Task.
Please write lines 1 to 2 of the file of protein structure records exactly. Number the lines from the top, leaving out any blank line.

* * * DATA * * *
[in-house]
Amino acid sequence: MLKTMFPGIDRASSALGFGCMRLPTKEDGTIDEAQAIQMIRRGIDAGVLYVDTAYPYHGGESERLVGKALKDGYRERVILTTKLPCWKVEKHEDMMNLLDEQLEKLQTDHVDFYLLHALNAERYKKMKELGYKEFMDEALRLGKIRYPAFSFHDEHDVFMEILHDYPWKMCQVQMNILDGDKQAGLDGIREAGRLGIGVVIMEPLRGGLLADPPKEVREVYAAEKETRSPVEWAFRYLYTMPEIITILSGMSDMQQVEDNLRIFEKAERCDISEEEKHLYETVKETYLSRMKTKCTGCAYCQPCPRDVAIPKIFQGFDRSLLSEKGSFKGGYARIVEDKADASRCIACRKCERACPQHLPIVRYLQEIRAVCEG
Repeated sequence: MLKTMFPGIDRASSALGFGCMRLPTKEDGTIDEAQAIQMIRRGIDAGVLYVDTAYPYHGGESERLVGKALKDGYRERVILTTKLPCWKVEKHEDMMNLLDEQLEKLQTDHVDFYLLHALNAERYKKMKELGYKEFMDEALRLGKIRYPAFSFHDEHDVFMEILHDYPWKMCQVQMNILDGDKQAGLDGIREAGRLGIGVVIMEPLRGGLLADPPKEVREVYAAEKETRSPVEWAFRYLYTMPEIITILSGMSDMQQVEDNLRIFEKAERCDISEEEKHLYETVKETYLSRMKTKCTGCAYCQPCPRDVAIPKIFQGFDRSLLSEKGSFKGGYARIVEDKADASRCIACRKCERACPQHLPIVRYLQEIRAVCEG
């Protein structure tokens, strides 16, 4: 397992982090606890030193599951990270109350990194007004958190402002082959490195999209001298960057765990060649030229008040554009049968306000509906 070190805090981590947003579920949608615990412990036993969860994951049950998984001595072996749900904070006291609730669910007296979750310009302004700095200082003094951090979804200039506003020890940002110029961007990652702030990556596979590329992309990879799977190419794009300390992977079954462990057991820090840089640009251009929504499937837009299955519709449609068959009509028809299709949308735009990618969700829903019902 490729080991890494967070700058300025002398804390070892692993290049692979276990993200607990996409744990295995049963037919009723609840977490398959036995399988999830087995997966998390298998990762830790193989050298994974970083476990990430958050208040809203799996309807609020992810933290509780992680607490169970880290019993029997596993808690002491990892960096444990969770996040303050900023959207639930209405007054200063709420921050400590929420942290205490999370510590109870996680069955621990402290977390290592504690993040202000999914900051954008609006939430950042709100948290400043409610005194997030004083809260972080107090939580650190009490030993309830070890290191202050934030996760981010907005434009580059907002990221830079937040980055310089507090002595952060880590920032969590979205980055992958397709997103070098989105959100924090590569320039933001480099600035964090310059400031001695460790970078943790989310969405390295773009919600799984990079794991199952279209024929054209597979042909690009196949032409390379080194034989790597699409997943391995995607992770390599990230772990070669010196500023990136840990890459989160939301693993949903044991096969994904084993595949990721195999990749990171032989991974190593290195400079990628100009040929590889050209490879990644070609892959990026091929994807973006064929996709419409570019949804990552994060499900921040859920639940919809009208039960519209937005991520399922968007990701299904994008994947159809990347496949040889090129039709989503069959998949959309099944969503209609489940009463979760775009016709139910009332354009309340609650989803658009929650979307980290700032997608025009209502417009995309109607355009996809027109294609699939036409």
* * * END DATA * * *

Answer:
[in-house]
Amino acid sequence: MLKTMFPGIDRASSALGFGCMRLPTKEDGTIDEAQAIQMIRRGIDAGVLYVDTAYPYHGGESERLVGKALKDGYRERVILTTKLPCWKVEKHEDMMNLLDEQLEKLQTDHVDFYLLHALNAERYKKMKELGYKEFMDEALRLGKIRYPAFSFHDEHDVFMEILHDYPWKMCQVQMNILDGDKQAGLDGIREAGRLGIGVVIMEPLRGGLLADPPKEVREVYAAEKETRSPVEWAFRYLYTMPEIITILSGMSDMQQVEDNLRIFEKAERCDISEEEKHLYETVKETYLSRMKTKCTGCAYCQPCPRDVAIPKIFQGFDRSLLSEKGSFKGGYARIVEDKADASRCIACRKCERACPQHLPIVRYLQEIRAVCEG